This article provides a brief history of public participation in the USDA Forest Service from 1960 to the present and reviews 25 of the most significant empirical studies on the topic. Twenty-one broadly defined keys to success are identified in the literature and then organized in terms of process design traits, participant traits, and contextual traits. The most frequently cited factors in each category are, respectively, effective facilitation, active participation by agency staff, and support from agencywide policies and administrators. Summarized findings suggest several attributes the agency can look for when selecting individuals to facilitate collaborative planning processes involving multiple stakeholders.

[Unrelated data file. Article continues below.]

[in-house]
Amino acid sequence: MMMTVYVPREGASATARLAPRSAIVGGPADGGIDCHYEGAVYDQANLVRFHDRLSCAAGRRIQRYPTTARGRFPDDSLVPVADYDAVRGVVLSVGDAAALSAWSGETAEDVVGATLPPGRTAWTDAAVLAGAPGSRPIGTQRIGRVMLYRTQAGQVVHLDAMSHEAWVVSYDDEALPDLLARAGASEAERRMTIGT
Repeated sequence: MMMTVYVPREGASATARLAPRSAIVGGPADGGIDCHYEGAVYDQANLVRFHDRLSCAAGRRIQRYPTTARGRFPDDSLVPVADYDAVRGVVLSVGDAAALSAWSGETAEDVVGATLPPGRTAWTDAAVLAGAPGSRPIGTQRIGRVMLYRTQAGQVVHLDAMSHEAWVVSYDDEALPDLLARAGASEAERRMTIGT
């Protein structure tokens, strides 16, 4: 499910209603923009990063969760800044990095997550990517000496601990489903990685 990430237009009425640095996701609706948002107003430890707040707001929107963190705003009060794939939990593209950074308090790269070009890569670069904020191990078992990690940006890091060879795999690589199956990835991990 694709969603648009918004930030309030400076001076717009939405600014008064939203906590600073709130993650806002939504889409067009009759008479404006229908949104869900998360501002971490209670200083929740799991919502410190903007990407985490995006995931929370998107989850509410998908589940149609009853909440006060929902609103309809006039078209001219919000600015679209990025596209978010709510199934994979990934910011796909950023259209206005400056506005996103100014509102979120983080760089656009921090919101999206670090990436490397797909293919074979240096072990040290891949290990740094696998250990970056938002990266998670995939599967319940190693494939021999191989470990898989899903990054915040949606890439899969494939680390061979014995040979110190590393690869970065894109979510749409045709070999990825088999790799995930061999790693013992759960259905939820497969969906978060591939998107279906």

The Journal of Forestry is the most widely circulated scholarly forestry journal in the world. In print since 1902, the Journal has received several national awards for excellence. The mission of the Journal of Forestry is to advance the profession of forestry by keeping forest management professionals informed about significant developments and ideas in the many facets of forestry: economics, education and communication, entomology and pathology, fire, forest ecology, geospatial technologies, history, international forestry, measurements, policy, recreation, silviculture, social sciences, soils and hydrology, urban and community forestry, utilization and engineering, and wildlife management. The Journal is published bimonthly: January, March, May, July, September, and November.